Or well… almost. It’s in the hands of various review sites, and due to be available through retail channels in about 2 weeks. However, thanks to these review sites, we already have a reasonably good idea of what to expect.
The short version is that the GTX480 is about 15% faster than the Radeon 5870 on average. Given the higher price, heat, noise and power consumption, this doesn’t quite make the GTX480 a compelling option for the average user. However, I am not an average user…
What I found especially interesting were the cutting-edge features of Fermi, such as the new parallelized tessellation approach, and the improved GPGPU capabilities. Various reviews used the Unigine Heaven benchmark or DirectX 11 samples to demonstrate tessellation performance, and this is one area where Fermi really shines. Where the Radeon gets choked quite quickly, Fermi is able to scale through high tessellation factors quite well. Tessellation is only interesting when you can apply it on a large scale with virtually no performance hit. Otherwise you might be better off with just using more detailed geometry directly, or using an approach such as parallax occlusion mapping, giving similar detail with better performance. For the same reason, the geometry shader in DX10 never really took off. It just was too slow to be useful for realtime tessellation. It’s hard to tell at this point whether Fermi’s increased tessellation performance is enough to really make tessellation a success, but at least it looks considerably better than AMD’s effort.
On the GPGPU side, Fermi seems to be an absolute monster. In various tests it seems to be more than twice as fast as the GTX285, which was no slouch in GPGPU itself. In Folding@Home it even manages to be 3.5x as fast as the GTX285. This compute power also gives PhysX a healthy boost. Another interesting thing was the nVidia Design Garage raytracing demo. This got a tremendous boost as well, which is a testament Fermi’s massively improved caching/memory access, and demonstrates that Fermi takes GPGPU one step closer towards conventional CPUs in that sense.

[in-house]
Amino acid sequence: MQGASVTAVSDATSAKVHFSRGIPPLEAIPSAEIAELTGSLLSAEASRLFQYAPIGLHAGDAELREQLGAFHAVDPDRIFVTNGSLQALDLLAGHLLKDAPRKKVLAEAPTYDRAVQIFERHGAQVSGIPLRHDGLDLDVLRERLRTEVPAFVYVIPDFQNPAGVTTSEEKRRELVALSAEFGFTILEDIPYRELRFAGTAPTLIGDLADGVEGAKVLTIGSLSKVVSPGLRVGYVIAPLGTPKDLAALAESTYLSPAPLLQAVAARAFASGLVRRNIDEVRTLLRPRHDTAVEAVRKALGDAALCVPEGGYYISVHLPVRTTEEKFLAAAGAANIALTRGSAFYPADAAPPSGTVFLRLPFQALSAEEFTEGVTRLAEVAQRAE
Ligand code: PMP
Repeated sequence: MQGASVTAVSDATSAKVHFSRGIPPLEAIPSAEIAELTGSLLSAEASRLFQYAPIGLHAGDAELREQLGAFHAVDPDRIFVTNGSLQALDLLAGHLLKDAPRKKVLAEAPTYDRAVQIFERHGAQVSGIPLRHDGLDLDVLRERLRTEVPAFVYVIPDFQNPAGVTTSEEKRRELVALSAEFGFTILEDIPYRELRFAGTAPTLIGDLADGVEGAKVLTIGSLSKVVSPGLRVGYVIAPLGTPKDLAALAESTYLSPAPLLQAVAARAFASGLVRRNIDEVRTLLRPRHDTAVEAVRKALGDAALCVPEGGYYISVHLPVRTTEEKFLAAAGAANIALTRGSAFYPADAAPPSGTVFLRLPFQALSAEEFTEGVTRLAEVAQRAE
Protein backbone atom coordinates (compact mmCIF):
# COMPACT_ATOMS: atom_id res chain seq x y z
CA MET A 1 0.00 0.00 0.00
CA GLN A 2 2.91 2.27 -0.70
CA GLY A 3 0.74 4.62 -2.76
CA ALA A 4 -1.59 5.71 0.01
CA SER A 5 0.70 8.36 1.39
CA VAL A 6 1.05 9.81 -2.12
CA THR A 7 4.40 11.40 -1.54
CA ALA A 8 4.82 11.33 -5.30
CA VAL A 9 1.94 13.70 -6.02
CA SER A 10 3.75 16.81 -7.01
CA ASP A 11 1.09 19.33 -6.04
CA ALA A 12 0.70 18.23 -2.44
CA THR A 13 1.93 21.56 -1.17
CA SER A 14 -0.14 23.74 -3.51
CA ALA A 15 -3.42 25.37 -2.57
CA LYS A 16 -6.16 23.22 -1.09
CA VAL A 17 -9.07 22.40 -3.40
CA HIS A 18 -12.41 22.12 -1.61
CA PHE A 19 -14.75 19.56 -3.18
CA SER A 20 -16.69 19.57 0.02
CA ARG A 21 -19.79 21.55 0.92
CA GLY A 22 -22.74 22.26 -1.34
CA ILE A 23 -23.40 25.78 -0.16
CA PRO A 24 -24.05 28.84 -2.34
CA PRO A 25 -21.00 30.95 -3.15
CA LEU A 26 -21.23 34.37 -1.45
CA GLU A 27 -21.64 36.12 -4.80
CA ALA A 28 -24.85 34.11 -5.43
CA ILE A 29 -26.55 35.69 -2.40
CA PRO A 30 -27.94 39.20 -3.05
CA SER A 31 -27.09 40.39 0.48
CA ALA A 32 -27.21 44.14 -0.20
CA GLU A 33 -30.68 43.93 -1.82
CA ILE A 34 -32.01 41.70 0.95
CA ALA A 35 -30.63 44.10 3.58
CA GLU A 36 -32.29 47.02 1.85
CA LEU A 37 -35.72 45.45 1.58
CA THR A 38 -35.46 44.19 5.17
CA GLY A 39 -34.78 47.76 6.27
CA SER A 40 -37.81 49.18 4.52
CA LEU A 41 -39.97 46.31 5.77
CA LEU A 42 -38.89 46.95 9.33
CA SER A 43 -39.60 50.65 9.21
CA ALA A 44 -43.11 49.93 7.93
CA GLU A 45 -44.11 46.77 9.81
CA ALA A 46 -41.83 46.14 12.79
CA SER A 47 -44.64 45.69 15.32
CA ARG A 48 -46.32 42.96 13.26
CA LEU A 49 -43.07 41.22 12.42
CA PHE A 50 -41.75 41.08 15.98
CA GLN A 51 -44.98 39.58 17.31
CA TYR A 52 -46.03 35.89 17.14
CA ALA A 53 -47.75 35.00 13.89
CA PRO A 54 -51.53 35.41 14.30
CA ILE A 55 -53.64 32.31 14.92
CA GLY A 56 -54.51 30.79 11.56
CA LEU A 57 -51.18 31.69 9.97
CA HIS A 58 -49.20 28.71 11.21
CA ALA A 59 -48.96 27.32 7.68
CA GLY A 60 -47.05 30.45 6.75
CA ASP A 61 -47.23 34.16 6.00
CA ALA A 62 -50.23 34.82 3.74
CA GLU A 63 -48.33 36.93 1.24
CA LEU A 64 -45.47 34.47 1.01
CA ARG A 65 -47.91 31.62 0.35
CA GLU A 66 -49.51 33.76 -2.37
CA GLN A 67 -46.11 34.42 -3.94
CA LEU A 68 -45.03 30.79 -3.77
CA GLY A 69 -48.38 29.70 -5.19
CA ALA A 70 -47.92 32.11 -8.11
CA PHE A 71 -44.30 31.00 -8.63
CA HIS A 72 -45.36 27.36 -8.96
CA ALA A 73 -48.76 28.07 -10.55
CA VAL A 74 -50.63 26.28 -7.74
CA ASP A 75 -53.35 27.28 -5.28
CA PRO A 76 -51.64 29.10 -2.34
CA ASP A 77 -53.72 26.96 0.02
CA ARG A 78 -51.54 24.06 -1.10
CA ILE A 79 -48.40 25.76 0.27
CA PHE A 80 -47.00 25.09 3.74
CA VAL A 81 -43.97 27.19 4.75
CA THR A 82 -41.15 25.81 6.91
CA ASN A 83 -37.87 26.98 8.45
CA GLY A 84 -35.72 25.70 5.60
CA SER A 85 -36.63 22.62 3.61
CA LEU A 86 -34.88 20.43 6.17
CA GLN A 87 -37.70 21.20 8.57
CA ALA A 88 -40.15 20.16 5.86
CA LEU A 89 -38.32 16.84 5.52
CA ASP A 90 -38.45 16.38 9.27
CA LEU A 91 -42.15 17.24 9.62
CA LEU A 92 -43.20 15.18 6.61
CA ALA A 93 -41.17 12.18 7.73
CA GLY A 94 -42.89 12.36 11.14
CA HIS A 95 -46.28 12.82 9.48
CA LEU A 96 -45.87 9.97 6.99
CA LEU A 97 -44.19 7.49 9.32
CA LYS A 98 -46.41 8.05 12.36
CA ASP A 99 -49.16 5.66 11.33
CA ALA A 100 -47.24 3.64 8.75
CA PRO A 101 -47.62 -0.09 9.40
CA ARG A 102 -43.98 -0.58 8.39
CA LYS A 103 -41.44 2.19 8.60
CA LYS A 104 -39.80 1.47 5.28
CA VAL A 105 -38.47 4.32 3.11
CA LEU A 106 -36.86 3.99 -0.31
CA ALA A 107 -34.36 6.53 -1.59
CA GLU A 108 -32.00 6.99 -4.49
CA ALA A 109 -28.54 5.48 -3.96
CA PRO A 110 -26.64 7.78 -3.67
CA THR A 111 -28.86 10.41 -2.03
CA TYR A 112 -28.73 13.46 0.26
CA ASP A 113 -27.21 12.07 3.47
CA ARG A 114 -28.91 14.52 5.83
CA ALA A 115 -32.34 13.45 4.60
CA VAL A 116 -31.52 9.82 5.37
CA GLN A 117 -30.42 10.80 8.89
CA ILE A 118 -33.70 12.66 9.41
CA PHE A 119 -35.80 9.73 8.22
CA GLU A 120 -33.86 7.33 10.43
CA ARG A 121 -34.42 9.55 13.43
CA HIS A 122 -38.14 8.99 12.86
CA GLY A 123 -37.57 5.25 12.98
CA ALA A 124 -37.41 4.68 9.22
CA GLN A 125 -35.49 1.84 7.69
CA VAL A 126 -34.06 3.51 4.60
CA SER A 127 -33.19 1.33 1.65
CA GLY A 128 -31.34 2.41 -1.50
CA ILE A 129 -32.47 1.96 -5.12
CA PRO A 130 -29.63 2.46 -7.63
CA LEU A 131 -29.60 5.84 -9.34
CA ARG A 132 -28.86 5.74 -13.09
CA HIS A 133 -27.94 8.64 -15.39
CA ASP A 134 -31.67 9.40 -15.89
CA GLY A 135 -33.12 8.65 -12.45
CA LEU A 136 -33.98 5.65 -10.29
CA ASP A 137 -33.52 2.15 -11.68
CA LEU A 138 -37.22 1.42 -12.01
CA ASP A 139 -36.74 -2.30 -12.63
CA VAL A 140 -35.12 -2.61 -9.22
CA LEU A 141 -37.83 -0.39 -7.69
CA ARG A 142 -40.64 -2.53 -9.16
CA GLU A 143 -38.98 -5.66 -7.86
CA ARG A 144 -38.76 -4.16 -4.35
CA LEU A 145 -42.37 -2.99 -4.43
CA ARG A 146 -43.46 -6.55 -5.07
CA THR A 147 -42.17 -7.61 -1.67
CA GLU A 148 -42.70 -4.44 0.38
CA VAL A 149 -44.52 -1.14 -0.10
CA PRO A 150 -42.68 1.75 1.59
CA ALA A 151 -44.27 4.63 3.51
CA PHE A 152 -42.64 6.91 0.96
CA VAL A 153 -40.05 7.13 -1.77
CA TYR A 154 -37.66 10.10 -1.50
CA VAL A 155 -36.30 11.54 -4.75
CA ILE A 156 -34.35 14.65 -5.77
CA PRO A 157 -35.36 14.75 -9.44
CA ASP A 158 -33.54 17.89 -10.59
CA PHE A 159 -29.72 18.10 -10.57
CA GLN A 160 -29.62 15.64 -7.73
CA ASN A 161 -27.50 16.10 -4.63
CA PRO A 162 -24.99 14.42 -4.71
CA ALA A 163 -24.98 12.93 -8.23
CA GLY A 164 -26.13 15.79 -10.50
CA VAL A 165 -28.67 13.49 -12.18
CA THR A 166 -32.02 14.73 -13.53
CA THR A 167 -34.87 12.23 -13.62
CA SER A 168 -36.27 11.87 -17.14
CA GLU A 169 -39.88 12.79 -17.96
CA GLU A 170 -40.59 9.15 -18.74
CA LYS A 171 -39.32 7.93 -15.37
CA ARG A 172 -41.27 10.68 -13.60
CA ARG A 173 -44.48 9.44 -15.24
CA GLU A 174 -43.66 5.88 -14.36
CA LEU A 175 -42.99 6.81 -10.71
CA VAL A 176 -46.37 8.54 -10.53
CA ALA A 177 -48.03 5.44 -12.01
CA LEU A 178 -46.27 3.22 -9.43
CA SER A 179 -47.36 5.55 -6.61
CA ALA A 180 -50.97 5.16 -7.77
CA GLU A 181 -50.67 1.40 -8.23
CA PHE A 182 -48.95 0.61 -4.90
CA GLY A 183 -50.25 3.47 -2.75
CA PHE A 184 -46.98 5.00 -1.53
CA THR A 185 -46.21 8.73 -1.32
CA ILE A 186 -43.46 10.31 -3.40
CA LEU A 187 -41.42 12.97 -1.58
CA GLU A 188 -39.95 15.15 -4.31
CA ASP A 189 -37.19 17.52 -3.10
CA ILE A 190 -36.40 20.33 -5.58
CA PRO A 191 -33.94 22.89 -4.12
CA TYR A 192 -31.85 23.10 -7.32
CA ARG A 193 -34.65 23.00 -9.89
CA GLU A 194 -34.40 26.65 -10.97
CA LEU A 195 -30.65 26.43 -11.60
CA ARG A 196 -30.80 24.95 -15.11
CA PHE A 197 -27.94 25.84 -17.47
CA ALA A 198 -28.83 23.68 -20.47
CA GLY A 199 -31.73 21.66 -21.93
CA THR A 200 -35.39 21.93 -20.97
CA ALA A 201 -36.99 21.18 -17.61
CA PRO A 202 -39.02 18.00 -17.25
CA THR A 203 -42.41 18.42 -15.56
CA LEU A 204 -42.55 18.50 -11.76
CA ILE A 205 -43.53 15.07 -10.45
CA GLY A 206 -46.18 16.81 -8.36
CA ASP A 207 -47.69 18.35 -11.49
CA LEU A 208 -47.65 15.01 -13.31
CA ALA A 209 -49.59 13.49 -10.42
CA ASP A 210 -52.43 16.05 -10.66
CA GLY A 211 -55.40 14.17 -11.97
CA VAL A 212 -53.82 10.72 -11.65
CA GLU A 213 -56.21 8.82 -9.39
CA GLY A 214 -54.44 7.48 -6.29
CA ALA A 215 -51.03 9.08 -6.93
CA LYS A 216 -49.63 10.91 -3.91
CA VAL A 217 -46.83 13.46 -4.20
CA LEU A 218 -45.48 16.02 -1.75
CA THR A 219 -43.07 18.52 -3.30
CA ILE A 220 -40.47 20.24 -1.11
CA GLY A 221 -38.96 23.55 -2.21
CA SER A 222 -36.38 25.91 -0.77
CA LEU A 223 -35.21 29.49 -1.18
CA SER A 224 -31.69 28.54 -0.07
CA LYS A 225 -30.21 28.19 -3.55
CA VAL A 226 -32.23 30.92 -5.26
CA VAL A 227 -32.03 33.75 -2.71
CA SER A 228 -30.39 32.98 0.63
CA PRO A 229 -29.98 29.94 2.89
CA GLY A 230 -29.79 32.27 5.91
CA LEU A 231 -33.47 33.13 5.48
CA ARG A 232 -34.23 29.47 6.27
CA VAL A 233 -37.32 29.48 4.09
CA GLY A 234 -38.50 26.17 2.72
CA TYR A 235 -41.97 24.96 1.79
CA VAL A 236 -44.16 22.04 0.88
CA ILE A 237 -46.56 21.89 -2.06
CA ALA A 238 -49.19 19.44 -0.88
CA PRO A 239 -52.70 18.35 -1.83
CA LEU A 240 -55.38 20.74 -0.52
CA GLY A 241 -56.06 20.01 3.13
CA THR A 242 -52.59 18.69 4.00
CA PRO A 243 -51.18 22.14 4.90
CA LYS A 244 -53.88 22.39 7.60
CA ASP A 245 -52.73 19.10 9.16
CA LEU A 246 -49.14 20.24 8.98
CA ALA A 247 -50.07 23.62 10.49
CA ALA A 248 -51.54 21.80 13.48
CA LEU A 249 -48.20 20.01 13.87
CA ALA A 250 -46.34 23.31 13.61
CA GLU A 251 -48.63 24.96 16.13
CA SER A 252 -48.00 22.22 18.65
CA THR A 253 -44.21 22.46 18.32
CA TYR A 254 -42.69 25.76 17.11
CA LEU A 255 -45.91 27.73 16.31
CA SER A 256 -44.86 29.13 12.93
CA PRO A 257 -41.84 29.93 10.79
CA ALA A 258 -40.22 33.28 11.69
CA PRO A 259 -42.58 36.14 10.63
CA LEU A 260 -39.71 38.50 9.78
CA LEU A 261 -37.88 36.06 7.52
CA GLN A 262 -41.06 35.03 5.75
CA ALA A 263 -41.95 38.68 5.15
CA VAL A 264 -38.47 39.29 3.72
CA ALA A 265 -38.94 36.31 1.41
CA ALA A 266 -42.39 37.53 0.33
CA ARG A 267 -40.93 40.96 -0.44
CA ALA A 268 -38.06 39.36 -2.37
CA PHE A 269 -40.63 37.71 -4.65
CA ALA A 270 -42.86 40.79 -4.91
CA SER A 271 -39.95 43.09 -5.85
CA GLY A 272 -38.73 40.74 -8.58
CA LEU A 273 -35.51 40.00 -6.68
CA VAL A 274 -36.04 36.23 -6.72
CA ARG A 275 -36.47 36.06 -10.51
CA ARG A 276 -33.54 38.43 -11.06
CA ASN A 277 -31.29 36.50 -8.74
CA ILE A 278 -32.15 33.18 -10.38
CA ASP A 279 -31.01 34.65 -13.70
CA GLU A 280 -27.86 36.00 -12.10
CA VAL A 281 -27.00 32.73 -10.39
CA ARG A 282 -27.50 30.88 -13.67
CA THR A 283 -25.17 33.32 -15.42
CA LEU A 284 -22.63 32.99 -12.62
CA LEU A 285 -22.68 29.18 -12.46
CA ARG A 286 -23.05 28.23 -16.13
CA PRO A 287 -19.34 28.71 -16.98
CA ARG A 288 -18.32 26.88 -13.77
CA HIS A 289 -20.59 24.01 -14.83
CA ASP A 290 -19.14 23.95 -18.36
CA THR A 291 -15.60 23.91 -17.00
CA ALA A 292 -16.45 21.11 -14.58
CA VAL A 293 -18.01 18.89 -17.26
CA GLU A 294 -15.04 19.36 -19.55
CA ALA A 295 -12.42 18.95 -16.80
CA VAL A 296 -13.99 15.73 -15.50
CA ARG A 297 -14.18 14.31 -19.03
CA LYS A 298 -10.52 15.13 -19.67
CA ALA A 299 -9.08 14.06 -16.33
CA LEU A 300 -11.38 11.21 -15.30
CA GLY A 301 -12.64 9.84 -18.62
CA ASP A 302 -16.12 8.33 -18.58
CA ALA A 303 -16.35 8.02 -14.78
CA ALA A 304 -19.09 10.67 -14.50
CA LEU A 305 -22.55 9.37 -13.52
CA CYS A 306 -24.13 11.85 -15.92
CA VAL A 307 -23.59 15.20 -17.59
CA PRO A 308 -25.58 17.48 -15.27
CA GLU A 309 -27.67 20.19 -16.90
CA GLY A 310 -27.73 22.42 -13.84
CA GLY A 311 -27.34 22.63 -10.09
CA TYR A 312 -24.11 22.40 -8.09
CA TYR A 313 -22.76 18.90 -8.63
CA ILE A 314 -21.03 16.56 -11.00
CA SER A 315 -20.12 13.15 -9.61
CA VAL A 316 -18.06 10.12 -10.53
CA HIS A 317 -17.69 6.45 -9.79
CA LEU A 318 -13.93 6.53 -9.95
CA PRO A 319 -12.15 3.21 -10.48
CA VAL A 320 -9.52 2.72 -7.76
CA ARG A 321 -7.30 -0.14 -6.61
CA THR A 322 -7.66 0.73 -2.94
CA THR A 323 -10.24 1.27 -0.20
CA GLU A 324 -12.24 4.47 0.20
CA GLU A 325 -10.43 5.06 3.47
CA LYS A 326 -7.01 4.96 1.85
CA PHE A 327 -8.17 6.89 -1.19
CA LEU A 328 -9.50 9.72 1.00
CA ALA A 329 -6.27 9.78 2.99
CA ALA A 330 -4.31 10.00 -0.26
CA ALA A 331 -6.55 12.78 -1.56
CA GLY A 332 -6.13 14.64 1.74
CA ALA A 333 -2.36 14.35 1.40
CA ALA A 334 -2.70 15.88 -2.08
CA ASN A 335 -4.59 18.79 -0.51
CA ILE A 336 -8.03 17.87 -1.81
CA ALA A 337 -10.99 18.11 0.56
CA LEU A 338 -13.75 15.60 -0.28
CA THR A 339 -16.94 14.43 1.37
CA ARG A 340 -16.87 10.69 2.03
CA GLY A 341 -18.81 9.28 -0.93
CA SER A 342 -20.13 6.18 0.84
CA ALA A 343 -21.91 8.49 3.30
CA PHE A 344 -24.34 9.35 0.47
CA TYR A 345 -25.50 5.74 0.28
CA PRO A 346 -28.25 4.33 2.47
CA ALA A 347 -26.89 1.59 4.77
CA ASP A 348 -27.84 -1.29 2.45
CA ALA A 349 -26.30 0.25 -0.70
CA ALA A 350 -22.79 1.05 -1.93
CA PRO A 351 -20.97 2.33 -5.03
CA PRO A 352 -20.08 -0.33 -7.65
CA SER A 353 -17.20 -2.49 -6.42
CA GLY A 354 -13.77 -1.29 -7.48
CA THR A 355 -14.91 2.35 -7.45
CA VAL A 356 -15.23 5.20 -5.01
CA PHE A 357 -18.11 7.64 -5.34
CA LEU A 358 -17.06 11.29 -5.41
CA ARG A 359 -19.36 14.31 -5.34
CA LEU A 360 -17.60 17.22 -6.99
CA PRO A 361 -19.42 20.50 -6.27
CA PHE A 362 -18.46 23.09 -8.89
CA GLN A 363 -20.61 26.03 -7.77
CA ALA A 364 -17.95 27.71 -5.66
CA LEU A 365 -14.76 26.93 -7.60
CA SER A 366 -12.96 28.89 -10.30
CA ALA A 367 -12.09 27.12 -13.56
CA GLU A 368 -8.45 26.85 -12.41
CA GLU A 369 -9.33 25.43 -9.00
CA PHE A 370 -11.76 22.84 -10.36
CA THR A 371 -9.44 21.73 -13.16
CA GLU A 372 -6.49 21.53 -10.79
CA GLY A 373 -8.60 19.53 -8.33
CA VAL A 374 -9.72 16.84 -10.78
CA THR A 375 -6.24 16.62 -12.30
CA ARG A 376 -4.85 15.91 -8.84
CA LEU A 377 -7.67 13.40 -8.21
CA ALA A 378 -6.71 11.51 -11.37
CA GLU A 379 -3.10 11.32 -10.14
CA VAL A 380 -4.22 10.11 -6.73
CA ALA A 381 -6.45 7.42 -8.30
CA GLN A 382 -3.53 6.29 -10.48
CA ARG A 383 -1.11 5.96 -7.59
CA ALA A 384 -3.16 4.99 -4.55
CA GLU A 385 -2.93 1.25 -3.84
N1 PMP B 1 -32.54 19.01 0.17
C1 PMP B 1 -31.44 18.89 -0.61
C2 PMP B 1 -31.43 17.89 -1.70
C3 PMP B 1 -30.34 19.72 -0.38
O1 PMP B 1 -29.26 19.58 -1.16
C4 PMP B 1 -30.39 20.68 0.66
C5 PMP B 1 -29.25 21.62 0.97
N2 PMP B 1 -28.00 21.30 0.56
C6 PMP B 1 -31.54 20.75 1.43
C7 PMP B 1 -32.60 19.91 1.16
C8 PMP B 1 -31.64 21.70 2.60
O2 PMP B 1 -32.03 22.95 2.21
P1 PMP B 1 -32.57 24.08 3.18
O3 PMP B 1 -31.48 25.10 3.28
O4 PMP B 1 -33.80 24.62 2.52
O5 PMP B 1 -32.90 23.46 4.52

In terms of image quality, there doesn’t seem to be much to talk about. The antialiasing and texture filtering appear to be pretty much identical to the previous generation of nVidia GPUs. They have added a new 32xAA mode however, although I’m not sure how useful that will be in practice. This isn’t necessarily a bad thing, as the previous generation had excellent AA and AF quality already… It however does not take that final step to ‘perfection’ that AMD had made with the Radeon 5000 series, using ‘perfect’ angle-independent AF (which I personally don’t use, as I run with Catalyst AI enabled, so AF quality is sacrificed for speed… but you can’t really tell anyway).
My conclusion so far? The Fermi architecture has a lot of potential for the future, with its good tessellation and GPGPU performance… However, it seems it hasn’t quite reached its sweet-spot yet. I personally find them a bit too power-hungry. Perhaps TSMC can get the power consumption down over the next few months as the production process matures, and perhaps with small bumps in clockspeed and driver improvements, the power/performance ratio can become more acceptable. Or perhaps we need to wait for a die-shrink to get there.
I would have considered the GTX470 for myself… but I’m not too comfortable with its power consumption. So I think I’ll give it a few months to see how Fermi matures. If TSMC can get power consumption down, if nVidia can get the performance up via the drivers, and if the retail price is attractive enough, then I will buy one. But the first impression is not good enough for me to pre-order a card right away.
It could also be that one of the ‘stripped down’ variations of the Fermi architecture will turn out to be a good deal. It could be that a smaller die size will have such a favourable effect on yields that it turns performance and power consumption around completely. That the full-blown Fermi is a bit too ‘obese’, but a leaner and meaner variation of the architecture does hit that sweet-spot.